Avoiding accidents is central to riding a motorcycle, with other motorists being the greatest threat; however, it is also up to you to drive defensively and watch out for the safety of others too by making sure that you are following traffic rules—and first on that list is avoiding distractions. While motorists are under heavy fire for distracted driving (and with good reason, as it is the number one reason that accidents and fatalities happen), that doesn’t mean that others aren’t suffering from the same temptation, even to include pedestrians and bicyclists.

It is not uncommon for a motorcyclist to feel like they have everything under control and can handle answering a call at a red light or glancing down at their phone to check a text message while traveling with the flow of traffic. Because a traffic accident can happen within the blink of an eye—and because motorcyclists are so much more vulnerable due to their comparative lack of protection—distracted driving while on a motorcycle can lead to catastrophe. The trend continues with others, with government officials and infrastructure specialists who are concerned about rising fatalities in pedestrians and bicyclists too noting that a percentage of these instances occur as people are not focusing on the road but rather on smartphones, or are walking or bicycling with their heads down as they read—increasing their chances of being struck and hurt or even killed. Motorcycle accidents often result in injuries such as road rash, broken arms and legs, spinal problems, traumatic brain injuries, burns, cuts and contusions, and more.

See more on motorcycle topics in recent blogs regarding what to do after a collision with a car, defensive driving, and more. If you or a loved one have been injured in a motorcycle accident due to the negligence of another driver, contact the attorneys at Heintz & Becker. We’ve helped victims from Bradenton, Sarasota, and all over Florida get compensation for their damages and medical expenses after accidents. Call us for a free consultation now at 941-748-2916 or contact us online. We are here to help!

All blogs are written on behalf of Heintz & Becker for informational purposes. These articles should not, however, be considered legal advice, or in any way responsible for creating an attorney/client relationship.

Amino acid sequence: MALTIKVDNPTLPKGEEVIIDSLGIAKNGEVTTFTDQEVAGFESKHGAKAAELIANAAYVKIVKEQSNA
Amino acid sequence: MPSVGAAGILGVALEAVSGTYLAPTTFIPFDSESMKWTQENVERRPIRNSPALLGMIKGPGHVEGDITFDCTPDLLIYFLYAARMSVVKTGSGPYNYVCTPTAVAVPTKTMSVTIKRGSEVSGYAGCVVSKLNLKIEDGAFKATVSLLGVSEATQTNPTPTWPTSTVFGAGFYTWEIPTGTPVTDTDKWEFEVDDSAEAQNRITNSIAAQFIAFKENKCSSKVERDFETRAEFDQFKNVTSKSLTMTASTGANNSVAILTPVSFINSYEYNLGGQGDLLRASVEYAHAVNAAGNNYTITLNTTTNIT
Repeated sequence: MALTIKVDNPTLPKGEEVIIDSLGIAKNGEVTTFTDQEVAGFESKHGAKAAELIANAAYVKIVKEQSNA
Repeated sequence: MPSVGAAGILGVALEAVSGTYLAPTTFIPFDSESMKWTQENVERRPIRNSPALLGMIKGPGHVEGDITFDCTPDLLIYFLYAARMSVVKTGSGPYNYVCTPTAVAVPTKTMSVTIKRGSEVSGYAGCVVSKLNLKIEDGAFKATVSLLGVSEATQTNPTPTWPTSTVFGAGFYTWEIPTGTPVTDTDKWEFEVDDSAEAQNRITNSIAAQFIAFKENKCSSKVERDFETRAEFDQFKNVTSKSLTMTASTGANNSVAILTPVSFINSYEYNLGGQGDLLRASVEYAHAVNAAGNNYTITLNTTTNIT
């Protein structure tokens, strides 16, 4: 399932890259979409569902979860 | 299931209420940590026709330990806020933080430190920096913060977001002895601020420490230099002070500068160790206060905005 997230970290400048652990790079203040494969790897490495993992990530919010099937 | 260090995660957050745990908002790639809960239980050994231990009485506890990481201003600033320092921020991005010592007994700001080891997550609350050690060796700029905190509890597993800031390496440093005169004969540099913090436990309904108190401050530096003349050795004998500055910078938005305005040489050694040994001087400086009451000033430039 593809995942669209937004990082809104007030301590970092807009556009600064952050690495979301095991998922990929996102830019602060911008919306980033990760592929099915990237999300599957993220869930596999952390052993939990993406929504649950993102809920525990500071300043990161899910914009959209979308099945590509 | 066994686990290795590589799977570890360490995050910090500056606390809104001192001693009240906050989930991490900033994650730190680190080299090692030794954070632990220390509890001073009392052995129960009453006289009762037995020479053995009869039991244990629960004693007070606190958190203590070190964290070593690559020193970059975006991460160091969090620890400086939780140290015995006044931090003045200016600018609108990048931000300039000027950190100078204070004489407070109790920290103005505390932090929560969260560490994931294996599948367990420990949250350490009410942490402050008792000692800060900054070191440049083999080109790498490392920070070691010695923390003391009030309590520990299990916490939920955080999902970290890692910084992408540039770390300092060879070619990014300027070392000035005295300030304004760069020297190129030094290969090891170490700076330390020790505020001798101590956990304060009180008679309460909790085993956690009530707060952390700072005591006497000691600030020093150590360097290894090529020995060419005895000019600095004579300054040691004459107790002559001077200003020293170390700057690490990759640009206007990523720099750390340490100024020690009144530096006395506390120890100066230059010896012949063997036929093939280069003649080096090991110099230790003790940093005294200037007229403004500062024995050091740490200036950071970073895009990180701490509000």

Take Note of Your Surroundings After a Motorcycle Crash

No one likes to look at the dark side of an activity that can be so much fun—as well as rewarding. Riding a motorcycle allows you to enjoy the freedom of the outdoors while in forward motion to a destination—as well as a sense of connection with other likeminded spirits on the road. Riding a motorcycle can also lead to a great workout every time you get on your bike, requiring a surprising amount of core and leg strength that increases with every trip down the highway. This mode of transportation is also often much more economical, with less start-up cost in buying a motorcycle, cheaper gas, cheaper maintenance, and greater ease in maneuvering through traffic during that daily commute.

Safety is a major consideration though, and no matter how defensively you drive, you may still find yourself in an accident due to the negligence of a motorist. While car crashes can lead to a wide range of serious injuries for drivers and passengers, motorcyclists are much more vulnerable as they lack the protection of the weight and steel frame of a car or truck. In Florida, you are in even more danger as it is ranked one of the highest states for motorcyclist fatalities, opening up the potential for serious wounds such as traumatic brain injury, spinal cord injury, broken arms and legs, and road rash—with head on collisions being most common. And although you may never have to use such information, you should definitely be aware of what to do right after an accident.

Assess injuries first. Are you okay? If so, check on the other parties involved in the accident and call for help if necessary. If you can move your motorcycle out of the path of traffic, do so, along with taking pictures of all the damage. This is where the smartphone comes in very handy. Take pictures of everything possible at the scene of the crash, including license plates of all vehicles involved, damage from all sides, the highway area, traffic signs and traffic lights, intersections, road signs, and anything that may be of help to your case later.